Elective Surgeries During Coronavirus- To Resume Or Halt?

By Consultant Surgeon Prof. G. Sivakumar

Elective surgery or elective procedure (from the Latin: eligere, meaning to choose) is the surgery that is scheduled in advance. All patients with life-threatening situations requiring surgery are operated as an emergency, while the dilemma during this viral pandemic is only for elective conditions.

Elective surgery includes surgeries which can wait. There are patients who have no increased risk by waiting. Some of the elective surgeries can change into life-threatening emergencies. A current estimate suggests that more than 50% of all elective surgical cases have the potential to inflict significant harm on patients if cancelled or delayed.

On March 11, 2020, the World Health Organization (WHO) declared the novel coronavirus disease 2019 (COVID-19) as a global pandemic.

Most of the hospitals decided to cancel all elective procedures. Cancelling leads to various scenarios that you come across when treating elective cases. It is imperative to note that transparent and informed consent and discussion with the patient about postponement is vital.

COVID is basically a respiratory disease with systemic ramification. Cardiovascular and respiratory fitness and diabetes control need reassessment.

During viraemia, fitness parameters may dramatically change.  Colorectal malignancies may progress slowly while pancreatic and liver cancers may spread and metastasize rapidly. Every cell is different and hence comparing two types of cancers and their doubling time is not reliable.

 Predicting benignity is difficult, anecdotal and requires enormous clinical knowledge. The inherent risks of delaying surgery for different cancers must be analyzed in the tumour board and discussed with the patient. A  reasonable period of wait will not upstage cancers and in certain situations can be treated with other modalities like neoadjuvant chemotherapy.

Pre-operative assessment should include a detailed history of travel abroad/ any region with potential COVID-19 cases, contact with any COVID-19 case or history of fever, cough, sore throat, myalgia or diarrhoea. If testing facilities are available, RT-PCR+/- ELISA test for COVID 19 should be done. However, the possibility of false negatives should always be kept in mind and all precautions should be taken considering every patient as potentially infected.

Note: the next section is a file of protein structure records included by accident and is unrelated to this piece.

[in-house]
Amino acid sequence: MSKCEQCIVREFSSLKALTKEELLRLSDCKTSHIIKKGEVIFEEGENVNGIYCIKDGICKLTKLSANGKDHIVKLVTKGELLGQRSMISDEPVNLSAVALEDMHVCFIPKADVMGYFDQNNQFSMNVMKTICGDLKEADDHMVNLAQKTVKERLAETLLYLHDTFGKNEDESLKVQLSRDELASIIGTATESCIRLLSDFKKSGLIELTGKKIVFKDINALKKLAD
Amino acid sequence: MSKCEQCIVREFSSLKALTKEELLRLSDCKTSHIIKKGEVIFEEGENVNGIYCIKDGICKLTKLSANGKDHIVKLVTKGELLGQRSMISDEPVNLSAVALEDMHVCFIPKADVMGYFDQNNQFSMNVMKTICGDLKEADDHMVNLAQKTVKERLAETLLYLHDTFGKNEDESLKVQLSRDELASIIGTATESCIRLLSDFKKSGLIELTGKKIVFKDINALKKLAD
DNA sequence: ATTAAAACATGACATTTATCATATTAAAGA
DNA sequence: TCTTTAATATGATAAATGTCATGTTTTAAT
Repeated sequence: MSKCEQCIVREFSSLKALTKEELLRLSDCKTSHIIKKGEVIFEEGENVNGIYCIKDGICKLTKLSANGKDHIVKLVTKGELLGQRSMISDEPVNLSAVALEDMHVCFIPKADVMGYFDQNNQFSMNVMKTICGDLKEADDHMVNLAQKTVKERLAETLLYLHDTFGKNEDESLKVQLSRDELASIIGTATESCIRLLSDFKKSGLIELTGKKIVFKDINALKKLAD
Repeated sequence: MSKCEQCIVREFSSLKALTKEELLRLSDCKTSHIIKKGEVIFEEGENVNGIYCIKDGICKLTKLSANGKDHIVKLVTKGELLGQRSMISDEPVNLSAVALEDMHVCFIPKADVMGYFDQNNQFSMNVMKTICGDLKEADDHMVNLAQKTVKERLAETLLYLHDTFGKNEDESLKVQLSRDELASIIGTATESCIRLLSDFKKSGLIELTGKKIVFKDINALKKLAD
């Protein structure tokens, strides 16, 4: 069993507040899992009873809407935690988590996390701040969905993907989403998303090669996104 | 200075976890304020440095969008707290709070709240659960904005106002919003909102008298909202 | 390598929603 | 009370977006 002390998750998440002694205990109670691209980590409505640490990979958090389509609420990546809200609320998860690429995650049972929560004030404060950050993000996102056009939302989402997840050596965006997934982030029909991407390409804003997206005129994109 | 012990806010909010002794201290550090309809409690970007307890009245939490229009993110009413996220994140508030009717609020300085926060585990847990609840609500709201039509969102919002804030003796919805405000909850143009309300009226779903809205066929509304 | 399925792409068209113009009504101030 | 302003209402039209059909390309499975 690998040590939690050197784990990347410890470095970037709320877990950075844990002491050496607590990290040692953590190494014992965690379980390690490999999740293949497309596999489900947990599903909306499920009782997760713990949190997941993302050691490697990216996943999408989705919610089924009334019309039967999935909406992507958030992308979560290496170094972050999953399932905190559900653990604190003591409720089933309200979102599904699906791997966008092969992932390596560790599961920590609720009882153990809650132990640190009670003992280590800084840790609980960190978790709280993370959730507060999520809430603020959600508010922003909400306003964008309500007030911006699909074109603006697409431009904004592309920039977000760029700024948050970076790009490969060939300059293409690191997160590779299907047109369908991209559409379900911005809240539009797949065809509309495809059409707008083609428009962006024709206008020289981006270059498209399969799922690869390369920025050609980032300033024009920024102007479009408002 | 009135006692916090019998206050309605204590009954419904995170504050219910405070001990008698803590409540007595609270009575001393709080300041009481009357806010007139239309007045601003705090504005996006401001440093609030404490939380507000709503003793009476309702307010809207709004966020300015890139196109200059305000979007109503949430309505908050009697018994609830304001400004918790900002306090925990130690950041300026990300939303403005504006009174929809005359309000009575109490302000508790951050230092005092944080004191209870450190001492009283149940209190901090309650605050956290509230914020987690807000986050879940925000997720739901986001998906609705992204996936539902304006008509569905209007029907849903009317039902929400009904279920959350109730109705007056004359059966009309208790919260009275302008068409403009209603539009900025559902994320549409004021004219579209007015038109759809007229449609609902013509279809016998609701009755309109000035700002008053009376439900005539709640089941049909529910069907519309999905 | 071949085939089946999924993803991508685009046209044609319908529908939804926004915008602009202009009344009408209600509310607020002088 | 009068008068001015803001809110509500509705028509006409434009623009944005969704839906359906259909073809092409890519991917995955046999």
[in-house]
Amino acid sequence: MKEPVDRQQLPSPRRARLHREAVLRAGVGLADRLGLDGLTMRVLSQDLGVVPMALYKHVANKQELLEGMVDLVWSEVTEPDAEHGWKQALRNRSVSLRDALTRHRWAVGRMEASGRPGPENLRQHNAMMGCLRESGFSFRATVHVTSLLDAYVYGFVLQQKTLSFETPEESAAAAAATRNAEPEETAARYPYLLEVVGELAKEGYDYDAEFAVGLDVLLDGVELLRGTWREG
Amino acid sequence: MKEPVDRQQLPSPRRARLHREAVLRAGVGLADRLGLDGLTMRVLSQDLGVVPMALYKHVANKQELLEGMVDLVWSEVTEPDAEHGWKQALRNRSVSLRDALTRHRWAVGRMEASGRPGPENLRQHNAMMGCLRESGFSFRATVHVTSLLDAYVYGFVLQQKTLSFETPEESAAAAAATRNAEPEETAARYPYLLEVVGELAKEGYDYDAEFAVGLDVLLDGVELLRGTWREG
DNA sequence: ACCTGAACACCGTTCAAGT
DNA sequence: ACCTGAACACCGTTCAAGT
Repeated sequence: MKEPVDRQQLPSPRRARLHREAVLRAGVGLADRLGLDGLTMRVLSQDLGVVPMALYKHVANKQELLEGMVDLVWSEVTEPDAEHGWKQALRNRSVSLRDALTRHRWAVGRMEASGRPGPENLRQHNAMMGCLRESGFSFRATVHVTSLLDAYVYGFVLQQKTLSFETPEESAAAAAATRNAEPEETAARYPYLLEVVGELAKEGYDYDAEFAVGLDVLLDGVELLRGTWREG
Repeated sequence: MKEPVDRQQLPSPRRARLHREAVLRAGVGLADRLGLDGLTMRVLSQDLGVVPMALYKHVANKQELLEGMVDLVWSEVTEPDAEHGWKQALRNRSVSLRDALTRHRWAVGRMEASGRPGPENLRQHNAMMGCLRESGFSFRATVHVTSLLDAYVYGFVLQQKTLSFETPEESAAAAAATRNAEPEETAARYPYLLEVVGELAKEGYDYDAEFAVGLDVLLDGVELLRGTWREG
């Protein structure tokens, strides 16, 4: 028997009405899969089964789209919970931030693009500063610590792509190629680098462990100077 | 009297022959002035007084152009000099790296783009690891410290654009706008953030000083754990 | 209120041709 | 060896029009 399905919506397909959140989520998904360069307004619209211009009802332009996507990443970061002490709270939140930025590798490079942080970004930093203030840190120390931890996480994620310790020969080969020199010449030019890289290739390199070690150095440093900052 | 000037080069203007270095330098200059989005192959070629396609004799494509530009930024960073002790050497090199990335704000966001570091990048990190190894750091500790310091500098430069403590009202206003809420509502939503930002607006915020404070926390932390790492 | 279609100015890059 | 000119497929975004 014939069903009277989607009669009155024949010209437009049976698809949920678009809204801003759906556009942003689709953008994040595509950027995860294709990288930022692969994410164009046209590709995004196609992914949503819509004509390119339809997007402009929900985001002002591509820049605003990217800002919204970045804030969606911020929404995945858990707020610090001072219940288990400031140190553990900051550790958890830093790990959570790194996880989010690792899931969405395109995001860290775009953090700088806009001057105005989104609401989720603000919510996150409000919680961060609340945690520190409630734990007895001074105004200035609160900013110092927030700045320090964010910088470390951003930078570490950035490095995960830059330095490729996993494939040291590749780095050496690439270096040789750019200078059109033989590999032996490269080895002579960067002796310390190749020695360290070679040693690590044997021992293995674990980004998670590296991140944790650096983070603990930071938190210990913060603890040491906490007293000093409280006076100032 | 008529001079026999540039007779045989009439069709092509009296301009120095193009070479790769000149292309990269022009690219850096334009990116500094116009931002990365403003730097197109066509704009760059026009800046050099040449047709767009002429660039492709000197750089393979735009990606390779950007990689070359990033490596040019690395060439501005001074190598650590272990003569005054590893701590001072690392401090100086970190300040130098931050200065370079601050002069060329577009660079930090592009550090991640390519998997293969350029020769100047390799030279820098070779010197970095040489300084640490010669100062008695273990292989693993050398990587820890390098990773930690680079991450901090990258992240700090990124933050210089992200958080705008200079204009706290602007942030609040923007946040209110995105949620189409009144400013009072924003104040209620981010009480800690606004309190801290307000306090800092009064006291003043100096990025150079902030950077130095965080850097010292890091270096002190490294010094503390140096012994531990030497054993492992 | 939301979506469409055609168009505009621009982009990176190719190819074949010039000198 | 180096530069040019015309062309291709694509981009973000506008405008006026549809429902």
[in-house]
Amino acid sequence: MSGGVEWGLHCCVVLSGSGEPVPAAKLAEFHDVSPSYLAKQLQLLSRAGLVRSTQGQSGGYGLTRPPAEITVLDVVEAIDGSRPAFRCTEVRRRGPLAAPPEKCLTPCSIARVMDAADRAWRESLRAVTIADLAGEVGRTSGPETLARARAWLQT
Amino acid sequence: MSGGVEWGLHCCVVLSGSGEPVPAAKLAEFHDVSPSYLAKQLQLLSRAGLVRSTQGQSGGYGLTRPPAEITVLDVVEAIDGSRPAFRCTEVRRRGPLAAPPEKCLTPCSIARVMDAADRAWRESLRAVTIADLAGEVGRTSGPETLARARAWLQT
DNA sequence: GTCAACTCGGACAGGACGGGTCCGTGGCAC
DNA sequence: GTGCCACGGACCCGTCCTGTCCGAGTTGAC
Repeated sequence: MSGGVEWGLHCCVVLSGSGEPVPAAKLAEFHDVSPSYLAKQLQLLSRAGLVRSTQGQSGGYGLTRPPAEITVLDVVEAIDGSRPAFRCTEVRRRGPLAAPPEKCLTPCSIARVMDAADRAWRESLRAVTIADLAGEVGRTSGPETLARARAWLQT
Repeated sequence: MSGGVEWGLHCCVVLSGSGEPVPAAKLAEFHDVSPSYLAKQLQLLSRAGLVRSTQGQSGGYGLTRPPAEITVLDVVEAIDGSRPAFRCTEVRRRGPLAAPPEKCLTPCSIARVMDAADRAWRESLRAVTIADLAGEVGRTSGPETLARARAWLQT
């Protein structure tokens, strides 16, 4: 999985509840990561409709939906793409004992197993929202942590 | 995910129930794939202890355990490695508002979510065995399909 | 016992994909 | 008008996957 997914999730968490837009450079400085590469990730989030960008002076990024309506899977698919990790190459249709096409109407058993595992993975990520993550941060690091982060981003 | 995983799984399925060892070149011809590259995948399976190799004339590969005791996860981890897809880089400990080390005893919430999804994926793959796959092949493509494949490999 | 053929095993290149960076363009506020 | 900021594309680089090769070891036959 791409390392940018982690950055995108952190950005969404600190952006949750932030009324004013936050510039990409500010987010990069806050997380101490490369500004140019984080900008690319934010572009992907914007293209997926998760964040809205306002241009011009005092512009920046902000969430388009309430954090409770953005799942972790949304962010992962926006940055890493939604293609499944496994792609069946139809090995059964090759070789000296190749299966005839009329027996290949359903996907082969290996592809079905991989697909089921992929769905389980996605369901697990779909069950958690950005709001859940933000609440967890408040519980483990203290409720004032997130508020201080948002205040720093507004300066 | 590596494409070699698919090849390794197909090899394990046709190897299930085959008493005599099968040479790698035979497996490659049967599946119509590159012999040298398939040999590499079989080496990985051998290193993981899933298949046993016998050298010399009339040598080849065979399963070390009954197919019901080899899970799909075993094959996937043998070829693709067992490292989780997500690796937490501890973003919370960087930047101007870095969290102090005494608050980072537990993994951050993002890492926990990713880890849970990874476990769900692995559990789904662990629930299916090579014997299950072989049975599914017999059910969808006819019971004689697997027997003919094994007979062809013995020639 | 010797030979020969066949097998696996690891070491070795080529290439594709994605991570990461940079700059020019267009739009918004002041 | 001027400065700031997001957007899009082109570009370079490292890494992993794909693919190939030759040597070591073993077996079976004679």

Medical resources needed to manage a  potential surge of coronavirus cases like ventilators,  ICU facilities pose a difficult situation.  Elective procedures may contribute to crowding and the spreading of the coronavirus within departments. Surgical teams should consider waiting for COVID-19 test results for patients who may be infected. 

Types of elective procedures:

Elective procedures are stratified into “essential“, which implies that there is a risk of adverse outcomes by delaying surgical care, and “non-essential” for an undetermined period of time like cosmetic surgeries,  weight loss surgeries and certain orthopaedic procedures.

Based on surgical judgment and resource availability, patients should get appropriate and timely surgical care. Non-operative management is advised when it is clinically appropriate for patients. With anticipated staffing shortages, surgical procedures at night should be avoided.

 Aerosol generating procedures such as intubation and electrocautery, increase the risk not only for the patient but also for the entire operating team. If aerosol-generating procedures are unavoidable, surgical staff should wear full personal protective equipment including an N95 mask or powered, air-purifying respirator designed for operating room use. Although there is emerging data to make recommendations regarding choosing open surgery vs. laparoscopic approach, surgical teams should pick an approach that reduces operating room time and increases the safety of patients and healthcare workers.

Patients should receive appropriate and timely surgical care, including operative management, based on sound surgical judgment and availability of resources.

For elective cases that have a high likelihood of postoperative ICU or ventilator utilization, it is imperative that the risk of delay to the individual patient is balanced against the imminent availability of resources for patients with COVID-19.

Others believe that the decision should be made on a case-by-case basis, taking into account a patient’s prognosis without the procedure. Elective surgeries and procedures often make up a significant percentage of healthcare provider revenue. Postponing these procedures will undoubtedly have significant financial ramifications.

The ‘co-morbids’ as they are referred to are the cardiorespiratory dysfunctions and poor major vital organs’ functional reserve. These raise the operative risk for all the major surgeries and anaesthesia performed during the present COVID-19 pandemic.

Research studies published have reviewed the literature on these considerations in relation to COVID-19. Elective surgeries for conditions like benign thyroid swellings,  ortho corrective surgeries, cosmetic and obesity surgeries may be postponed.

Progressive surgical situations that require surgeries like CABGs, early malignancies, cesarean section etc need clinical wisdom.  The increased work-related nosocomial infections and the availability of ICU facilities must be considered while planning elective surgeries.

Several guidelines have been issued from surgical societies across the globe, which essentially insist on avoiding/delaying elective cases, while emergency and semi urgent cases (selected malignancy) can be performed taking full safety precautions for the patient and the entire theatre team.